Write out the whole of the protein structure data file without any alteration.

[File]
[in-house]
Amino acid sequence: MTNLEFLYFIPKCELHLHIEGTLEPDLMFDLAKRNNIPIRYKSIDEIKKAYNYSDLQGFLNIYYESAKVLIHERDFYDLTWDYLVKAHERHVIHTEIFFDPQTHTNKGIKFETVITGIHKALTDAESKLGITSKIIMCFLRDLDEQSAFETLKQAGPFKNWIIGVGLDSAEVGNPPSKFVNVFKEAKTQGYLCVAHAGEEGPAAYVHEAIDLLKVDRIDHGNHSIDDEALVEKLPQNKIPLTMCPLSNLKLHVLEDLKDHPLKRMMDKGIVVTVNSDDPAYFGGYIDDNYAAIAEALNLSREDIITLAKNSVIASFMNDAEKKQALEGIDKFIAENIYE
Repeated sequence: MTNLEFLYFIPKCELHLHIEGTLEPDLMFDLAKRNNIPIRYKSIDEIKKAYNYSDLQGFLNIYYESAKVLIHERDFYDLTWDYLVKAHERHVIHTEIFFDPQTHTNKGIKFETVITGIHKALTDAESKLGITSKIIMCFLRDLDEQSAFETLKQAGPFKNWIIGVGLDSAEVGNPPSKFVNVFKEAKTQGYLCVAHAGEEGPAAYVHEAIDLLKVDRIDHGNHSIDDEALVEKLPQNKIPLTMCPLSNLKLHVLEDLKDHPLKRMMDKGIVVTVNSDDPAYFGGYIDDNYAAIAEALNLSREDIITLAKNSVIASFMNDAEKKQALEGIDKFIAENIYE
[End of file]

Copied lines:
[in-house]
Amino acid sequence: MTNLEFLYFIPKCELHLHIEGTLEPDLMFDLAKRNNIPIRYKSIDEIKKAYNYSDLQGFLNIYYESAKVLIHERDFYDLTWDYLVKAHERHVIHTEIFFDPQTHTNKGIKFETVITGIHKALTDAESKLGITSKIIMCFLRDLDEQSAFETLKQAGPFKNWIIGVGLDSAEVGNPPSKFVNVFKEAKTQGYLCVAHAGEEGPAAYVHEAIDLLKVDRIDHGNHSIDDEALVEKLPQNKIPLTMCPLSNLKLHVLEDLKDHPLKRMMDKGIVVTVNSDDPAYFGGYIDDNYAAIAEALNLSREDIITLAKNSVIASFMNDAEKKQALEGIDKFIAENIYE
Repeated sequence: MTNLEFLYFIPKCELHLHIEGTLEPDLMFDLAKRNNIPIRYKSIDEIKKAYNYSDLQGFLNIYYESAKVLIHERDFYDLTWDYLVKAHERHVIHTEIFFDPQTHTNKGIKFETVITGIHKALTDAESKLGITSKIIMCFLRDLDEQSAFETLKQAGPFKNWIIGVGLDSAEVGNPPSKFVNVFKEAKTQGYLCVAHAGEEGPAAYVHEAIDLLKVDRIDHGNHSIDDEALVEKLPQNKIPLTMCPLSNLKLHVLEDLKDHPLKRMMDKGIVVTVNSDDPAYFGGYIDDNYAAIAEALNLSREDIITLAKNSVIASFMNDAEKKQALEGIDKFIAENIYE